Why Don’t Men Go to the Doctor?

Alex Fine for Katie Couric Media

 Dr. Peter Attia on why men are so reluctant to see the doctor — and what to do about it

Everyone knows that going to the doctor is important — these are the people who make sure your health is in tip-top shape, or can hopefully catch any health problems before they get out of control. But if you’re a man, or there’s a man in your life that you care about, you might notice a reluctance to make these extremely important appointments a priority. Dr. Peter Attia, a physician focusing on the applied science of longevity and the host of The Peter Attia Drive podcast, tells us about why men are so hesitant to go to the doctor… and what to do about it. Read on to see what he has to say, and check back next week for his advice on how to go about finding a doctor that’s right for you.

When it comes to health, there are notable differences between men and women in the U.S.: on average, men die younger than women do. While this is due to a mix of biological, cultural and lifestyle factors, the difference in mortality between the sexes is not purely biological. In other words, there are some preventative measures that men can take that may support living a longer and healthier life. One of those involves finding a good primary care physician. 

How can we understand the differences for male health and lifespan? Based on questionnaires and experimental studies, there are gender differences in risk-behavior. In a meta-analysis review of over 150 studies, it became clear that men are more likely to take risks than women. For example, men smoke more, drive more recklessly, and so on. Men are also more likely to work in hazardous occupations. But there’s another important male behavior that may contribute to these lifespan differences: men seem to be less likely to regularly see a doctor. I have heard a number of anecdotal stories about men only going to see their primary care physician when absolutely necessary (i.e., if and when a condition becomes unbearable). Although anecdotes would not be enough to convince me of this general behavior, there’s also plenty of data to back it up.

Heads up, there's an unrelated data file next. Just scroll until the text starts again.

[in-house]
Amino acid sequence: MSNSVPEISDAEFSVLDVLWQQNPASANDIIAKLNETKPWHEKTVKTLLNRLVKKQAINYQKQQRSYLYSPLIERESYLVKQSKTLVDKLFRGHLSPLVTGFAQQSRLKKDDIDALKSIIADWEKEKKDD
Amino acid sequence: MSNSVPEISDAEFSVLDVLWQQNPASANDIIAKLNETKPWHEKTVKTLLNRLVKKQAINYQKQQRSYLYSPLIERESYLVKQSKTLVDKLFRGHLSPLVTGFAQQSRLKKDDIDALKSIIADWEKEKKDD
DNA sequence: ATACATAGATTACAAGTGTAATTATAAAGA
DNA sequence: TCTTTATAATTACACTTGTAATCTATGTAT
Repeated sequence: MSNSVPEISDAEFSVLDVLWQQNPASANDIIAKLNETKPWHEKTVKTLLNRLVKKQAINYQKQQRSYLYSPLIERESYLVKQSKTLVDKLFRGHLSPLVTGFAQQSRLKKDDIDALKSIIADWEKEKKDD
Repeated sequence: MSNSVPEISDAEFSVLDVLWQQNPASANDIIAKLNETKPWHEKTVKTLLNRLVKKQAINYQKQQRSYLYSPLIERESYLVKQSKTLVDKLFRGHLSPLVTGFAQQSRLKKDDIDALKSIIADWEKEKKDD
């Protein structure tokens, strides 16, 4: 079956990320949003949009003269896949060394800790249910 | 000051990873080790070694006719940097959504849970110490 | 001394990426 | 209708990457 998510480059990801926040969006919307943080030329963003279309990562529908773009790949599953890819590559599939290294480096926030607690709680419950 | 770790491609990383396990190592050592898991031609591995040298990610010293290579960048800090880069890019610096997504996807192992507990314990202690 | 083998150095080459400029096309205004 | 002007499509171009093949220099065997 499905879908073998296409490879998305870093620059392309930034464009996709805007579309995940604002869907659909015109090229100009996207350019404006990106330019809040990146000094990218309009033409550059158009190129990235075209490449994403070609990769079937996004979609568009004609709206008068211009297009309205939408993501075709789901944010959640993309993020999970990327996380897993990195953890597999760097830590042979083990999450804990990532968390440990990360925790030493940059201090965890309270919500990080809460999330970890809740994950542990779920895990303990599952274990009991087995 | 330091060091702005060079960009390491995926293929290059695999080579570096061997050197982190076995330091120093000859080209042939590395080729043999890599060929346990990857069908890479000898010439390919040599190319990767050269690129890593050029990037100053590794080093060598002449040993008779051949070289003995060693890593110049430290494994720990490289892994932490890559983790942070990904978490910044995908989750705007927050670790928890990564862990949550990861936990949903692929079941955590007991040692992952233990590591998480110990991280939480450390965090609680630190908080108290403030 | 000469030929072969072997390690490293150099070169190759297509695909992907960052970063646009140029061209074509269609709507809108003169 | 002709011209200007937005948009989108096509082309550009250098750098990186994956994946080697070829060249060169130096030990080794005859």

One study found that while only 8% of adults over age 35 received all of their recommended screenings, women were more likely than men to receive screenings at every age except 50 to 64.  Women were significantly more likely than men to have been screened for blood pressure, cholesterol, obesity and depression.  Another study found that men had significantly lower odds of having been screened for blood pressure, cholesterol, flu shots and dental health. (I will note, however, that this study found no significant differences in colonoscopy rates, which I have previously written about.)  A 2019 Cleveland Clinic national survey confirmed that men do not as readily go to the doctor: 72% of participants said that they would rather do household chores than go to the doctor, and only 50% said they consider getting an annual checkup to be part of taking care of themselves. 

I cannot adequately comment on the reasons for this gender disparity. It might be connected to the idea that men are conditioned from a young age to avoid sharing emotions, feelings or stressors. It does seem clear that women in general have a stronger track record for seeking regular care. While most generally healthy people don’t need an annual physical exam, they do need to stay up to date on vaccines and cancer screenings.

Research shows that when people visit the doctor for a specific reason — either because they are sick, or symptomatic — discussion of preventive screenings seldom occurs. An annual preventive care visit seems to be the most effective way to ensure that patients are screened for any issues, and preventative measures can be taken. There are other more intangible benefits to seeing a doctor regularly too: making preventive appointments empowers patients to take care of their health, and building a relationship with a doctor you know and trust makes it much easier to access care if or when urgent health issues do arise.

How to find a good primary care physician also happens to be one of the most common questions I come across. There is no one size fits all approach, but next time, I will walk you through how to  find a doctor that can fit your individual needs.